Imagining the law: common law and the foundations of the American legal system

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HarperCollins Publishers, 1997 - History - 416 pages
2 Reviews
Norman Cantor's qualifications speak for themselves: professor of history and sociology at New York University, adjunct professor at the NYU School of Law, and Fellow of the Royal Historical Society of the United Kingdom. In Imagining the Law, he narrates the development of English common law, the basis of the American constitutional and judicial system, tracing its beginnings in Roman law and its evolution in response to the needs of English society and culture from 1000 to 1780.

Unlike most legal histories, Imagining the Law shows how the social, cultural, and political contexts of the time influenced law and relates those developments to today's legal system. Authoritatively based on extensive recent research in the field of legal history and upon the author's own findings, Imagining the Law is an invaluable resource for the legal community, as well as for readers interested in American and European history.

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User Review  - chriszodrow - LibraryThing

Should be required reading for any first year law student. Indispensable for an understanding of the legal system in the West. A clarifying read in regards to the differences between canon and common law. Should be back in print. Read full review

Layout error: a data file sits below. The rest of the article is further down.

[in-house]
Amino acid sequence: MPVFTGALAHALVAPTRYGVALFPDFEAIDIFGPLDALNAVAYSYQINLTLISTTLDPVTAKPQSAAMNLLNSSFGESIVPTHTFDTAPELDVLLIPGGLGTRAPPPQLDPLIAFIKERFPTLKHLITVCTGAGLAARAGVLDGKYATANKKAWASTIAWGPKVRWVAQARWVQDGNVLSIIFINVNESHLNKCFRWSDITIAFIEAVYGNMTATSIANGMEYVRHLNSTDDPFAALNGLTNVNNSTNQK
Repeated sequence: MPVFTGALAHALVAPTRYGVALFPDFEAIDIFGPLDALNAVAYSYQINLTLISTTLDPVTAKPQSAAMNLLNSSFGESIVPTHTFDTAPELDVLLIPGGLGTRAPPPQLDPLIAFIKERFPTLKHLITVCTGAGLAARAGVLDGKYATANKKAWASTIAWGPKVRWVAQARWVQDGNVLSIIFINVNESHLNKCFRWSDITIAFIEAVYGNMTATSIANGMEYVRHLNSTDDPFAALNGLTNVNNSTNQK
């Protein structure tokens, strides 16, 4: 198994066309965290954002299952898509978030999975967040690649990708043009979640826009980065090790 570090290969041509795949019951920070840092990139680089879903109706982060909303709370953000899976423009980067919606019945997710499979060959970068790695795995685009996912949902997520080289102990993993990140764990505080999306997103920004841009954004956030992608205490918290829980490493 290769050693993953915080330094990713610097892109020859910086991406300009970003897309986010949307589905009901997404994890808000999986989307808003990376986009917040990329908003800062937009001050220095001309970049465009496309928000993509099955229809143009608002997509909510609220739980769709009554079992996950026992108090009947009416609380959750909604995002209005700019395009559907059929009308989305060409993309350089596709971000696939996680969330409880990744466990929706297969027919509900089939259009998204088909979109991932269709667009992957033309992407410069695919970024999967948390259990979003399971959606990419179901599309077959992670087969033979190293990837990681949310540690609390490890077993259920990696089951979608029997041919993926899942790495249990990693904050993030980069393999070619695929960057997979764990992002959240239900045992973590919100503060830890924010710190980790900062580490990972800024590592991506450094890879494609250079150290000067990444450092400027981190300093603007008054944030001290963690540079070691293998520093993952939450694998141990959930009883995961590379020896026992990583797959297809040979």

Imagining the law: common law and the foundations of the American legal system

User Review  - Not Available - Book Verdict

Common law can be defined as legal processes necessary for the general welfare. Relying on extensive historical, sociological, and cultural analysis, Cantor (history and sociology, New York Univ ... Read full review

Contents

Law and Legal History
1
Cicero
15
The Justinian Heritage
27
Copyright

16 other sections not shown

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About the author (1997)

Norman F. Cantor is Emeritus Professor of History, Sociology, and Comparative Literature at New York University. His academic honors include appointments as a Rhodes Scholar, Porter Ogden Jacobus Fellow at Princeton University, and Fulbright Professor at Tel Aviv University. His previous books include "Inventing the Middle Ages, " nominated for a National Book Critics Circle Award, and "The Civilization of the Middle Ages, " the most widely read narrative of the Middle Ages in the English language. He lives in southern Florida.

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